Most parents are pretty hot on what goes into their kids’ mouths. But it can be challenging trying to keep the family well-fuelled when everyone’s getting in the door after 5pm.
I’ve lowered my standards over the years in terms of the types of meals I serve. I’d spend hours in the kitchen at the weekends making healthy meals only to have the boys turn their nose up at it. Try them with falafel by all means, but buy a tub rather than investing time into soaking and mashing chickpeas.
There are ways to ensure they get their five plus a day without turning your kitchen into a Master Chef panic zone. Plan ahead, keep it simple but tasty and have a few quick and easy go to meals.
Here’s a few simple tips for making sure you eat well on a budget:
- Plan ahead – always make a list before shopping. We do it on Friday night and I try to add one special/new meal to the menu to bolster the tried and trusted recipes.
- Sunday morning – precious I know but if you can get up at normal time and make a meal or two ahead, it takes the pressure off during the week. I do casseroles, soup, stews, meatballs, meals that can be easily reheated and keep well in the fridge.
And some recipes:
- Frittata – really a fancy omelette right?! Couple of cold spuds, some spinach, spicy sausage, capsicum whatever else is left over/needs used doused with egg and milk.
- Homemade pizza – as above but throw them on a flat base. Use left over chicken, frankfurters, roast a bit of pumpkin/kumara and spread BBQ sauce on the base if yours, like mine, are culinary heathens.
- Gran’s salad – remember those? Lettuce, cheese, eggs, carrots, maybe some tomatoes (or chuck in some spinach and tell them it’s a special kind of lettuce ;-). Ours thought cauliflower was white broccoli for years …). Nothing to get fussy about and you can use leftovers in bread rolls/pita pockets during the week.
- Beetroot salad – Grate beetroot and carrot, chuck some parsley through, mix some olive oil with garlic paste and lemon juice, sprinkle through. Serve as a salad or in pita pockets.
- Homemade KFC – cut chicken breasts into strips, put in a couple of plastic bags and bang with rolling pin til flat. Mix some flour, bit of chili, Parmesan and pepper. Coat chicken in beaten egg then flour mixture. Lightly pan fry.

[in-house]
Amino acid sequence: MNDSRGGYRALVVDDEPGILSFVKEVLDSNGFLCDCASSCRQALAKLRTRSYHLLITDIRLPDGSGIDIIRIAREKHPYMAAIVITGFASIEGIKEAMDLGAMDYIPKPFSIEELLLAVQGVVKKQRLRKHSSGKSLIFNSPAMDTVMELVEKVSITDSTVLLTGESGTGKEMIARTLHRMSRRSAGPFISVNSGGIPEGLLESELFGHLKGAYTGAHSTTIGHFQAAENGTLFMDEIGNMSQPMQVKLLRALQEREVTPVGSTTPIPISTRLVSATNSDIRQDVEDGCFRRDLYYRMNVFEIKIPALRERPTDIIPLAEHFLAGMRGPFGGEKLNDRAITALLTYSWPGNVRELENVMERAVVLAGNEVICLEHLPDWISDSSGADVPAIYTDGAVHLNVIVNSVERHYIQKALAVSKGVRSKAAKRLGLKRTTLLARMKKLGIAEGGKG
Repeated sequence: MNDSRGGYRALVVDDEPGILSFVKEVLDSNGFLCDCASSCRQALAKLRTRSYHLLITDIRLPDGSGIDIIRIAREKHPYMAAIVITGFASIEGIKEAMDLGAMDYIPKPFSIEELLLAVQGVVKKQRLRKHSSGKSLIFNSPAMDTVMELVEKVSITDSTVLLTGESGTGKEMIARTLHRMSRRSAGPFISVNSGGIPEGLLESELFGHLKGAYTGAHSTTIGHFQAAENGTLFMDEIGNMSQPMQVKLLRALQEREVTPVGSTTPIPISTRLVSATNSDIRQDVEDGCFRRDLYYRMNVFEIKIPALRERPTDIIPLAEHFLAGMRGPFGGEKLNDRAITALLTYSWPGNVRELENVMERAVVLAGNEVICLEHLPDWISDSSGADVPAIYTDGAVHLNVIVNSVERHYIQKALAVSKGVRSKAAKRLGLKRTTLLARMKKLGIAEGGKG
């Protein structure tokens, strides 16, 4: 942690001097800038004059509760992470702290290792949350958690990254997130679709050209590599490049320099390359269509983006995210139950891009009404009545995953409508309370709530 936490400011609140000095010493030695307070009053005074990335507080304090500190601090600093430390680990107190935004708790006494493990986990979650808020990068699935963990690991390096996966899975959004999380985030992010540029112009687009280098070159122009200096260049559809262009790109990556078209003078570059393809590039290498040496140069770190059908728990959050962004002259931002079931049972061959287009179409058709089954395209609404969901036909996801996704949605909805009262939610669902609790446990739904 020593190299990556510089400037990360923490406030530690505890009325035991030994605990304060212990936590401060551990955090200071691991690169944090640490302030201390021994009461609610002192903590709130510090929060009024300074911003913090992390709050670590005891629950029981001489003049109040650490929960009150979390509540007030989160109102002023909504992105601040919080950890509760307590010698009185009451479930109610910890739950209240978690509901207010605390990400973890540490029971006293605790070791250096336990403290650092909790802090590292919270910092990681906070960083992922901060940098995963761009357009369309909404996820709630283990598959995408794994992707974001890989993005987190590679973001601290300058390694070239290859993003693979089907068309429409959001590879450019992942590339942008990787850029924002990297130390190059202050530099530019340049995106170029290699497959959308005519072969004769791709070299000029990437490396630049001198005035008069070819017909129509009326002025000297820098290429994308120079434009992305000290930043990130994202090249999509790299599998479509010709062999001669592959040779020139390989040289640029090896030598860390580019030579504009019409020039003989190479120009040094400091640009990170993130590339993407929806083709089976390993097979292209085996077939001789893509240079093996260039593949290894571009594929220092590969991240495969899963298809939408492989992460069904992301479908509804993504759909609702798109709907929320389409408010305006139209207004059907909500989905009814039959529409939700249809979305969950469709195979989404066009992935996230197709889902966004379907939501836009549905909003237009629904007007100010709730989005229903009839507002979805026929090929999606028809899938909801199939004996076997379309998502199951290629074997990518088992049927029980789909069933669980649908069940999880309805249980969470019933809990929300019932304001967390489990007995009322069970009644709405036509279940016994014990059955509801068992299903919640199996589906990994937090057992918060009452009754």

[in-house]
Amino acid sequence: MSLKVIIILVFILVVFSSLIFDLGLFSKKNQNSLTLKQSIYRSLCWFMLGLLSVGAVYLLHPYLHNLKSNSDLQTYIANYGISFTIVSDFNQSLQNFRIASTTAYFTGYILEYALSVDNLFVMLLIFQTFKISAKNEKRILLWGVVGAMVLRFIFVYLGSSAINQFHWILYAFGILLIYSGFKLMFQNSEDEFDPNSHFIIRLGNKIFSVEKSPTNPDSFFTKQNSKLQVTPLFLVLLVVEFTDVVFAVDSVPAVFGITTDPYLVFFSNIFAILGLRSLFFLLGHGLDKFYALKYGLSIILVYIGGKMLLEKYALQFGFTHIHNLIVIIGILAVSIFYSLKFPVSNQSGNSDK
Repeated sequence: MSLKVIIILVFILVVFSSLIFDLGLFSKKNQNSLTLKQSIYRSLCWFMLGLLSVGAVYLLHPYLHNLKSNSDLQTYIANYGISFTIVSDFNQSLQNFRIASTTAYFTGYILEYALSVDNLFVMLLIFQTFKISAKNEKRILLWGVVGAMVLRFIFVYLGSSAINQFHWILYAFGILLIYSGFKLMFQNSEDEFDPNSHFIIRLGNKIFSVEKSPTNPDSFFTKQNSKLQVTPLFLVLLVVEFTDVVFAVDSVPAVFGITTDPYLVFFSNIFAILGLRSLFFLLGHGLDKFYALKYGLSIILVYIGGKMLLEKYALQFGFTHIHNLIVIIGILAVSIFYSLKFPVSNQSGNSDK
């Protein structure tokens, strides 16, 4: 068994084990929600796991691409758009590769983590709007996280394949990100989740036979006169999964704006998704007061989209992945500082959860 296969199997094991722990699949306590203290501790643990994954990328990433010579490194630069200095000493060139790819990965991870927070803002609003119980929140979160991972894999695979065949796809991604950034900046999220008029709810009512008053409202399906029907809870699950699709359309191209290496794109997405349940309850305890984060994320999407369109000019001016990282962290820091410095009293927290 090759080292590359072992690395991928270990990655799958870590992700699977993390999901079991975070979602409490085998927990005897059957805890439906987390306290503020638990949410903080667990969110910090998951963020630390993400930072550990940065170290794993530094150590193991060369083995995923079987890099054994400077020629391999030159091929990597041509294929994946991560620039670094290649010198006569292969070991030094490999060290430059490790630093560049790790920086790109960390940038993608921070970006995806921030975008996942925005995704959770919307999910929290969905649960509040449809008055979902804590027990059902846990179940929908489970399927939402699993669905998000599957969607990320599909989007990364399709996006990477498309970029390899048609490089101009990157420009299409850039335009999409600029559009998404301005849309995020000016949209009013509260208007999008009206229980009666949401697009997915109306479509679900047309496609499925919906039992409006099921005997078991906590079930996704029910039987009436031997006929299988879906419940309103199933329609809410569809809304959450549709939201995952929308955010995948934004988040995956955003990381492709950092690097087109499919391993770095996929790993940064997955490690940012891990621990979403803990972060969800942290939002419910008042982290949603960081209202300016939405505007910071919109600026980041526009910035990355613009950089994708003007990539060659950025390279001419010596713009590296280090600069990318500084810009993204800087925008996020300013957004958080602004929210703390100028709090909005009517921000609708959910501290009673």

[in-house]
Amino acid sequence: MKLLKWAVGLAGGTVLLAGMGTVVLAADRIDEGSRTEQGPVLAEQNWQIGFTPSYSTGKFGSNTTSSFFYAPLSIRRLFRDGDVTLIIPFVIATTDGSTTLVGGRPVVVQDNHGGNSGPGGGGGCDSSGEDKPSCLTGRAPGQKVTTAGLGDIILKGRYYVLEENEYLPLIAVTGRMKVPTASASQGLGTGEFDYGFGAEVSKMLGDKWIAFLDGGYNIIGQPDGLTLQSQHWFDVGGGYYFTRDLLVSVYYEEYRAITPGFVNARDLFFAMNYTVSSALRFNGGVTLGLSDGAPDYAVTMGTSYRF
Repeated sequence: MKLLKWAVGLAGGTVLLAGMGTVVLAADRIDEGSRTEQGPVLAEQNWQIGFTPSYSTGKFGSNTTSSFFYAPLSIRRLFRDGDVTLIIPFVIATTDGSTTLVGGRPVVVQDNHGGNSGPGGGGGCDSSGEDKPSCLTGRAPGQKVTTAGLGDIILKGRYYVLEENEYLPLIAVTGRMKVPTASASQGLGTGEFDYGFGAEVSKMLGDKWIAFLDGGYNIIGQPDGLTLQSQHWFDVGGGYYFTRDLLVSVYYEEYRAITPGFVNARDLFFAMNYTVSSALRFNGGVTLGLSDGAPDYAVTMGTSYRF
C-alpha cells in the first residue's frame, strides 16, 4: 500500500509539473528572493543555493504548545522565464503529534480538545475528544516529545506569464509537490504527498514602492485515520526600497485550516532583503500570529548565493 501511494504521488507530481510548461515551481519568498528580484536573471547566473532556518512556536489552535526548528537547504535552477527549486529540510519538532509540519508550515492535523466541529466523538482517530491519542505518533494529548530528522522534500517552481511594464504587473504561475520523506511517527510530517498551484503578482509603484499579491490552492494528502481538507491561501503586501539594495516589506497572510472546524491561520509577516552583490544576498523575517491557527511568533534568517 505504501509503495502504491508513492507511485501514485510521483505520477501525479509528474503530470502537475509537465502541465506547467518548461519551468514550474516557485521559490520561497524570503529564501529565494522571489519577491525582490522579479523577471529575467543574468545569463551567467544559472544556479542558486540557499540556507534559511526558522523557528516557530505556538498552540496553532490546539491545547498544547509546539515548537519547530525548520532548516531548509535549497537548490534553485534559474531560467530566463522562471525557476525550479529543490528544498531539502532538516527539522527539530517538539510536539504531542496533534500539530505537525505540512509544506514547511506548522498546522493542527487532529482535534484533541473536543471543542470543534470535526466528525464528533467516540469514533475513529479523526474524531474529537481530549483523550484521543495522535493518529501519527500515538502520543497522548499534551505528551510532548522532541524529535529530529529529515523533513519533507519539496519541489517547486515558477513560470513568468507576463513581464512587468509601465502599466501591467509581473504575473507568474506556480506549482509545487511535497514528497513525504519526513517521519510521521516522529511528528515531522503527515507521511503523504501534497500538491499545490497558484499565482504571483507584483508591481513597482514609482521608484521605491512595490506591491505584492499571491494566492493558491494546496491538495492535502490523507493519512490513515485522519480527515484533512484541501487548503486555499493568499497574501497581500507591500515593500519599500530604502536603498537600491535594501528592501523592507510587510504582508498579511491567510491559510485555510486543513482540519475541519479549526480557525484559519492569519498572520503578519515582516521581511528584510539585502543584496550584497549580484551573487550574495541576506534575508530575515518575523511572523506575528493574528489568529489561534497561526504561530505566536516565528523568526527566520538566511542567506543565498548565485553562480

- Crumbed fish – we’ve got a good local fish supplier nearby in Green Island. My husband’s healthy go to is to pick up fresh fish on the way home, coat, bake and serve with oven baked fries and veges. Simple but nutritious.
- Potato Bake – clean and slice up 4-6 potatoes, cover with a tin of potato bake, sprinkle with herbs (parsley good), top with grated cheese. You can also cover with tomatoes or cold meat for extra flavour.
- Smoothies – great for growing teens. Bit of banana, a few blueberries, plain yoghurt and milk helps them with the protein boost so many seeks via tins these days.
- Consult an expert – I’ve found several easy meals in Annabel Langbein’s books that keep things interesting and challenge the kids palette.
- School cookbooks – these feature recipes from other busy families. I like Remarkables Primary School’s Crunch Munch Scrumdiddlyunch and there are plenty of others around too.
- The home baking rabbit hole – who hasn’t been down that one? While your ginger crunch might be without equal when you’re feeling inclined to spend a Saturday afternoon baking, as soon as there’s a deadline, nothing works. Notices arrive mid week for camps with requests that HOME BAKING (yes, in caps) be supplied. If you haven’t got time, you haven’t. Buy a bag of chocolate chips from Couplands or similar and put them in an ice cream container. No point staying up til the wee small hours trying to please people who are living on a different planet. Trust me.
- Birthday cake woes – it took me longer to accept this one but, I’m no Nigella Lawson when it comes to sweet treats. For Master 14s first birthday, I served banana cake complete with a red car stuck on top. I then spent months choking on my marzipan after attending parties with Tractor Tom and T-Rex themed extravaganzas. All of a sudden our cake seemed somewhat, well pathetic. For the next few years, I unsuccessfully attempted to emulate these culinary queens but to no avail. It always ended badly. (But hey, if you need a carefully crafted media release, I’m your girl!) The best ones I’ve managed are cakes shaped in the appropriate number – 7 was a good year. Aside from that, I’m totally unashamed to admit Pak N Save is my go to now. I can’t make a cake for the price they sell them on my schedule. Plus I’ve learned that by the time you serve the cake, most kids are either disinterested or ready to puke. Hopefully my children appreciate many things I do with and for them but cake making just isn’t on the list. And I can live with that.
Eat simply, eat well!